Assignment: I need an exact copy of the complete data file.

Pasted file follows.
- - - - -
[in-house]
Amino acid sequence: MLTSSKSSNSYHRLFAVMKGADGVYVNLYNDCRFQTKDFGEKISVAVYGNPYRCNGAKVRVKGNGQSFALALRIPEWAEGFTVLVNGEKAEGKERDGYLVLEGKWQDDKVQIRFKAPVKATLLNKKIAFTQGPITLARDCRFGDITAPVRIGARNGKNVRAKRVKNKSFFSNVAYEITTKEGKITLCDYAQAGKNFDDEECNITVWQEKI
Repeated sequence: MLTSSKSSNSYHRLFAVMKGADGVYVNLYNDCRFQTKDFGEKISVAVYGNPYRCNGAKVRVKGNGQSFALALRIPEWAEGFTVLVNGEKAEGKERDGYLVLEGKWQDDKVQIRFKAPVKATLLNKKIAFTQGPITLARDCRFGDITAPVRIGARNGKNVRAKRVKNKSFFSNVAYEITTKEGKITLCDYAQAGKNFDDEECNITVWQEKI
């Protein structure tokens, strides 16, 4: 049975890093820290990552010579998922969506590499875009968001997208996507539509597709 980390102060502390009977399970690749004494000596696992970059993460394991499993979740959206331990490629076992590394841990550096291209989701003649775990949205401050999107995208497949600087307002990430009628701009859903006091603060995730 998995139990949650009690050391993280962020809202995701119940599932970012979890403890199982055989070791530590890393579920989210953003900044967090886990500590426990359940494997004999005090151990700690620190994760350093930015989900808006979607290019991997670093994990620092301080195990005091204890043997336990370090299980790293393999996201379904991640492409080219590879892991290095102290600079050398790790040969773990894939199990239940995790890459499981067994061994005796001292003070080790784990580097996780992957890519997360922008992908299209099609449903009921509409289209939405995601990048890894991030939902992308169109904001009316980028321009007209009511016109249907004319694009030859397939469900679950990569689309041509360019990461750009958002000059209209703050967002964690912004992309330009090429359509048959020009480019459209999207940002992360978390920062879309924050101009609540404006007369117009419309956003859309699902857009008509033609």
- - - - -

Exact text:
[in-house]
Amino acid sequence: MLTSSKSSNSYHRLFAVMKGADGVYVNLYNDCRFQTKDFGEKISVAVYGNPYRCNGAKVRVKGNGQSFALALRIPEWAEGFTVLVNGEKAEGKERDGYLVLEGKWQDDKVQIRFKAPVKATLLNKKIAFTQGPITLARDCRFGDITAPVRIGARNGKNVRAKRVKNKSFFSNVAYEITTKEGKITLCDYAQAGKNFDDEECNITVWQEKI
Repeated sequence: MLTSSKSSNSYHRLFAVMKGADGVYVNLYNDCRFQTKDFGEKISVAVYGNPYRCNGAKVRVKGNGQSFALALRIPEWAEGFTVLVNGEKAEGKERDGYLVLEGKWQDDKVQIRFKAPVKATLLNKKIAFTQGPITLARDCRFGDITAPVRIGARNGKNVRAKRVKNKSFFSNVAYEITTKEGKITLCDYAQAGKNFDDEECNITVWQEKI
């Protein structure tokens, strides 16, 4: 049975890093820290990552010579998922969506590499875009968001997208996507539509597709 980390102060502390009977399970690749004494000596696992970059993460394991499993979740959206331990490629076992590394841990550096291209989701003649775990949205401050999107995208497949600087307002990430009628701009859903006091603060995730 998995139990949650009690050391993280962020809202995701119940599932970012979890403890199982055989070791530590890393579920989210953003900044967090886990500590426990359940494997004999005090151990700690620190994760350093930015989900808006979607290019991997670093994990620092301080195990005091204890043997336990370090299980790293393999996201379904991640492409080219590879892991290095102290600079050398790790040969773990894939199990239940995790890459499981067994061994005796001292003070080790784990580097996780992957890519997360922008992908299209099609449903009921509409289209939405995601990048890894991030939902992308169109904001009316980028321009007209009511016109249907004319694009030859397939469900679950990569689309041509360019990461750009958002000059209209703050967002964690912004992309330009090429359509048959020009480019459209999207940002992360978390920062879309924050101009609540404006007369117009419309956003859309699902857009008509033609």